Faang’s Gains Are Nothing Special, Quant Study Says
(Bloomberg) -- Many Wall Street careers have been built touting the exceptional capacity of Big Tech stocks including Amazon.com Inc. and Alphabet Inc. to outrun everything else in the market.
Yet a recent study from the Singapore Management University argues the superpower of the Faang cohort is exaggerated.
The bulk of their gains since 2013 came thanks to a broader market appetite for large companies and those with strong earnings growth, according to Roger K. Loh, an associate professor of finance who studied how investment factors influence returns. The intrinsic magic or otherwise of the Faang label -- which includes the company formerly called Facebook Inc., Apple Inc. and Netflix Inc. -- has little to do with it.
Loh found that the group’s impressive total returns, at 2.6% a month, dwindled to an actual outperformance of as low as 0.4% when controlling for the impact of favorable trends in the rules-based world of factor investing.
“If we account for the fact that Faang stocks belong to the large-cap group (size factor) and the growth-stocks group (value/growth factor), the majority of the abnormal performance post-2013 can be explained,” Loh said in an interview. “Their standout performance is less ‘standout’ once you see that stocks with the same styles were also standout in the post-acronym period.”
The good news: It suggests active managers struggling with the Faang oligarchy can match or outperform benchmarks by buying other stocks similarly powered by the size and growth factors.
Also lifting the Faangs, Loh found, is the Covid-19 outbreak, an event that has exacerbated the appeal of companies catering to stay-at-home demand. Excluding the pandemic period, their above-factor alpha weakened further.
To Faang devotees whose criteria of success is price gains, it may not matter much what exactly is driving their share returns. Yet for managers whose performance is tied to the S&P 500, it really does matter. The growing weight of the Faang group in the index has created headaches for active funds who have underperformed because of their broader market exposures.
Whether because of concern over stretched valuations or regulatory strictures, these managers have been chronically underweight the tech cohort.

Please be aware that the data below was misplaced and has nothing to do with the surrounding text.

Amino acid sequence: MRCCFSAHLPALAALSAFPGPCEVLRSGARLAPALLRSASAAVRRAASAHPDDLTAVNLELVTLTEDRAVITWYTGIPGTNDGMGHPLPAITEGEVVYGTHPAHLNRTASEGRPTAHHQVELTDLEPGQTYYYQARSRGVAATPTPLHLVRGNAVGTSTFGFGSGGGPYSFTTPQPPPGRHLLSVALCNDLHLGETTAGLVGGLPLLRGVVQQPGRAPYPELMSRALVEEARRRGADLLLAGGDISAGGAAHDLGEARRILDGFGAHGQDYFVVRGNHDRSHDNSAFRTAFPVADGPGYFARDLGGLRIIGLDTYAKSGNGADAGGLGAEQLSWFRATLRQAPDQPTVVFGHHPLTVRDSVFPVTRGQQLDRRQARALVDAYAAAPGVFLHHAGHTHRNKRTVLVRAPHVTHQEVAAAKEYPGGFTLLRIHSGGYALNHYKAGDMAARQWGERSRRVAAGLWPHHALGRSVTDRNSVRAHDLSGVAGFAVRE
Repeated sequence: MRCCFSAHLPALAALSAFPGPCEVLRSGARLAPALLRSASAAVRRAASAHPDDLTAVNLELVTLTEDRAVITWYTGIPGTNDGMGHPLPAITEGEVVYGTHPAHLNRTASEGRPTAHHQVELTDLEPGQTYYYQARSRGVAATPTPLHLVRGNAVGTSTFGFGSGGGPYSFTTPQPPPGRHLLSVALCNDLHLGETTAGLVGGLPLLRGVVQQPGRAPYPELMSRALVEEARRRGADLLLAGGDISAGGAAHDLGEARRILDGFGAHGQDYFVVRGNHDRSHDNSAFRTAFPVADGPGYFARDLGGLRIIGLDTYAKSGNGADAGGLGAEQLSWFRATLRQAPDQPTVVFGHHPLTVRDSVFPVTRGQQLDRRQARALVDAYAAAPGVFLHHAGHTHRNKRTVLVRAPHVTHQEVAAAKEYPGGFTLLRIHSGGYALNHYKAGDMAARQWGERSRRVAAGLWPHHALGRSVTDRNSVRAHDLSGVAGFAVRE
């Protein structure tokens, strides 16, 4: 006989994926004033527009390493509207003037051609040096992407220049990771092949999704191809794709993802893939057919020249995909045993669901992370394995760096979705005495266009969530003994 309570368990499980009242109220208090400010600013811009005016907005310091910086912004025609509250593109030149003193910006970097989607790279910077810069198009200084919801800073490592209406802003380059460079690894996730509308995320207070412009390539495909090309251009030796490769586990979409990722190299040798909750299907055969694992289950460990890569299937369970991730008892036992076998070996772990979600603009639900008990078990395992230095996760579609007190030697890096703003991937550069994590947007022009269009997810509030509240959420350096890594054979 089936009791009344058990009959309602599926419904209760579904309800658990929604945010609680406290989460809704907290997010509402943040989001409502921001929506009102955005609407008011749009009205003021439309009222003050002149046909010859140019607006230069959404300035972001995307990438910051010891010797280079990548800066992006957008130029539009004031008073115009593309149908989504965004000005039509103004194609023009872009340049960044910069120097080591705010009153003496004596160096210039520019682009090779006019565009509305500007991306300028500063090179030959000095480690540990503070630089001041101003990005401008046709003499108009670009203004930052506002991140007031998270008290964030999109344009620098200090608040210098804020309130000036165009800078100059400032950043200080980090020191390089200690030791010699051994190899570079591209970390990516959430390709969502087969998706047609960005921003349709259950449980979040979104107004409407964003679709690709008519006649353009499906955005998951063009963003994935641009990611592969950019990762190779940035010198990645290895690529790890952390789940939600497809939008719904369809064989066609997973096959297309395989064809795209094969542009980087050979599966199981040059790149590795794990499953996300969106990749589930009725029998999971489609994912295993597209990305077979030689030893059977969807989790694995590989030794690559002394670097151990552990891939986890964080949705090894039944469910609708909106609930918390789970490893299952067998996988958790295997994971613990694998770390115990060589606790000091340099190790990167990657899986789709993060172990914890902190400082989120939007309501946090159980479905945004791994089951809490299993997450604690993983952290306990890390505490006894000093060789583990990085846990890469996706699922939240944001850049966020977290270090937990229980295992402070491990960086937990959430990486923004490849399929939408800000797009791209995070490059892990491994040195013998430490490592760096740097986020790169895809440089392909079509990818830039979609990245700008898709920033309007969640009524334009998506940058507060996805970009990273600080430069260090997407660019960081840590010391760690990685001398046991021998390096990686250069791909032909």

The paper, which crunched data from February 2013 to August 2021, provides hope for them in the following way: If Big Tech outperformance is increasingly determined by quant factors, then investors can net big returns by holding a diversified portfolio of stocks with similar growth bets.
For example, the VanEck Semiconductor exchange-traded fund has posted more than 900% since the start of 2013 versus around 720% for the Faang. The First Trust NASDAQ-100-Technology Sector Index ETF and the iShares Expanded Tech-Software Sector ETF have delivered around 650% and 625%, respectively.
“This provides greater diversification and lower volatility and can deliver similar returns compared to choosing just a few prominent stocks in that style,” Loh said without naming any specific ETFs. “Fund managers are evaluated based on the alpha they generate. And if these alphas are increasingly determined using multi-factor models such as the models studied in the paper, the ultimate abnormal performance that should matter is a multi-factor alpha.”
From 2013 onwards, about one in ten members of the Russell 1000 growth index has beaten the Faang bloc. Enphase Energy Inc., Horizon Therapeutics Public Ltd. and 11 other stocks are up at least 3,000%.
The term FANG is believed to have been coined by CNBC’s “Mad Money” host Jim Cramer in 2013 as a way to capture the investing theme of buying tech leaders with accelerating momentum in share prices. Other market watchers quickly latched on to the phrase as the quartet’s dominance continued to expand. As Apple grew relentlessly, it was added in 2017 to create the Faangs.
Before 2013, the bloc’s return was driven far more by company-specific traits than quant factors, according to Loh who specializes in asset pricing and behavioral finance. As a result, the above-factor return was robust. But at the very moment when the Faang term was popularized, their returns driven by idiosyncratic forces likely peaked. To Loh, the pattern is consistent with other academic work showing darling stocks tend to fade after widespread recognition.
Relatedly, the study found that there are increased co-movements, or betas, among Faang stocks since 2013.
“Narratives drive markets,” Corey Hoffstein, chief investment officer at Newfound Research, said by phone. “These stocks actually all became more highly correlated with each other, perhaps suggesting that people actually started trading them in a basket because the acronym was developed.”
In the paper, Loh also examined whether the Faangs themselves have become a factor to separate winners from losers in the rest of the market. Ranking every company based on sensitivity to the Faangs, he calculated the return gap between stocks with the highest and lowest betas.
“I find no reliable spread between the extreme Faang beta quintiles,” the academic wrote. “Hence, investors do not treat covariation with Faang stocks as a type of risk that deserves compensation.”
©2021 Bloomberg L.P.